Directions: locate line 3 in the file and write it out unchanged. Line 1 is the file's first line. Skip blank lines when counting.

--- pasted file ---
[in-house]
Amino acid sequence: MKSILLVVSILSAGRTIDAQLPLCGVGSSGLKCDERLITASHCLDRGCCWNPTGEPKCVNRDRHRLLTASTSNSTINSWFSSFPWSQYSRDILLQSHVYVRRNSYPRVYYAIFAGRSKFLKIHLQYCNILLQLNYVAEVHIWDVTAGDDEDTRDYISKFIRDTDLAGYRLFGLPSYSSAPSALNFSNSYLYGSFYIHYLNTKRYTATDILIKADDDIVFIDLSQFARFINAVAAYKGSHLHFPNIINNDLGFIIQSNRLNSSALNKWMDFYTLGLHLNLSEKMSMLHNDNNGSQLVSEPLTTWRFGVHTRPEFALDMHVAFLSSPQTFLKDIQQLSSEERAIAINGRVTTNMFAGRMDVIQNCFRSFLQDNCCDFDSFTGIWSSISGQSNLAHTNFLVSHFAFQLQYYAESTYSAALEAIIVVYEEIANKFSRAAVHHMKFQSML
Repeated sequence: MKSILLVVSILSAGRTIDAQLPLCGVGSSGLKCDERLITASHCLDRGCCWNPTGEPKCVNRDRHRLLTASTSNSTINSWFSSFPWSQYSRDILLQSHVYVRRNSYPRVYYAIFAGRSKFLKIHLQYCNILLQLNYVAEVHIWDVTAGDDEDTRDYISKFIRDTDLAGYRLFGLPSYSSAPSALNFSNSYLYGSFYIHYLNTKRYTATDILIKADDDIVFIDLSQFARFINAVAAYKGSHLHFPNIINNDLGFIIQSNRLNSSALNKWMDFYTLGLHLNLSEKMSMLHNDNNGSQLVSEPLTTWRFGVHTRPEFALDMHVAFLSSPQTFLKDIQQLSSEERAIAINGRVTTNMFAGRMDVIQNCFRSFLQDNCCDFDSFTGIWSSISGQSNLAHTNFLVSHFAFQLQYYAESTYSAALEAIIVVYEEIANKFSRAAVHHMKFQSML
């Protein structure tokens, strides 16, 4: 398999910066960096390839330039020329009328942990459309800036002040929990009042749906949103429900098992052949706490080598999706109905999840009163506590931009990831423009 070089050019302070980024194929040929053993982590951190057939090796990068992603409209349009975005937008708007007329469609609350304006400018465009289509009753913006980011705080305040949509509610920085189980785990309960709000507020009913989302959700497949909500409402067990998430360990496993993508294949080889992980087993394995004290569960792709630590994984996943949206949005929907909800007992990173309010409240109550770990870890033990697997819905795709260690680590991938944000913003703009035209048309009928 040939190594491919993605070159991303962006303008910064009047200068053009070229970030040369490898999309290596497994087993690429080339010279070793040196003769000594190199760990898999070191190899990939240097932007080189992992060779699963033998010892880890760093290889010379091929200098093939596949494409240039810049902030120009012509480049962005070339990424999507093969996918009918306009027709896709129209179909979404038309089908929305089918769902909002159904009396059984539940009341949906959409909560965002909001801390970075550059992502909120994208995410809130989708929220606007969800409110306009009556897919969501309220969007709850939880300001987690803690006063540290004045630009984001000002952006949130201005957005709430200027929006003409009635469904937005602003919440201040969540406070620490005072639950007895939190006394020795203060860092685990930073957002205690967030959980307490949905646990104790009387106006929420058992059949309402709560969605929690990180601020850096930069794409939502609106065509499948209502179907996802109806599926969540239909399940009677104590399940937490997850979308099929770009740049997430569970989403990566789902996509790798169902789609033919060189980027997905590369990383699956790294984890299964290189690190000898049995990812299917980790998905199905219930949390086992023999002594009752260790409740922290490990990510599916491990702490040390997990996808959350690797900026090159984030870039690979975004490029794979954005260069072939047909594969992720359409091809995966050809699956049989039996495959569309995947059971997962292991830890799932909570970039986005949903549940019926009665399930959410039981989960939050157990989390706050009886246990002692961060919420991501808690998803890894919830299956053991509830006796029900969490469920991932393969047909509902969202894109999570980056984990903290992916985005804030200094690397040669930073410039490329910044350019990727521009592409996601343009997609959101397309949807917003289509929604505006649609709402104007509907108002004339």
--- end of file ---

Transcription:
Repeated sequence: MKSILLVVSILSAGRTIDAQLPLCGVGSSGLKCDERLITASHCLDRGCCWNPTGEPKCVNRDRHRLLTASTSNSTINSWFSSFPWSQYSRDILLQSHVYVRRNSYPRVYYAIFAGRSKFLKIHLQYCNILLQLNYVAEVHIWDVTAGDDEDTRDYISKFIRDTDLAGYRLFGLPSYSSAPSALNFSNSYLYGSFYIHYLNTKRYTATDILIKADDDIVFIDLSQFARFINAVAAYKGSHLHFPNIINNDLGFIIQSNRLNSSALNKWMDFYTLGLHLNLSEKMSMLHNDNNGSQLVSEPLTTWRFGVHTRPEFALDMHVAFLSSPQTFLKDIQQLSSEERAIAINGRVTTNMFAGRMDVIQNCFRSFLQDNCCDFDSFTGIWSSISGQSNLAHTNFLVSHFAFQLQYYAESTYSAALEAIIVVYEEIANKFSRAAVHHMKFQSML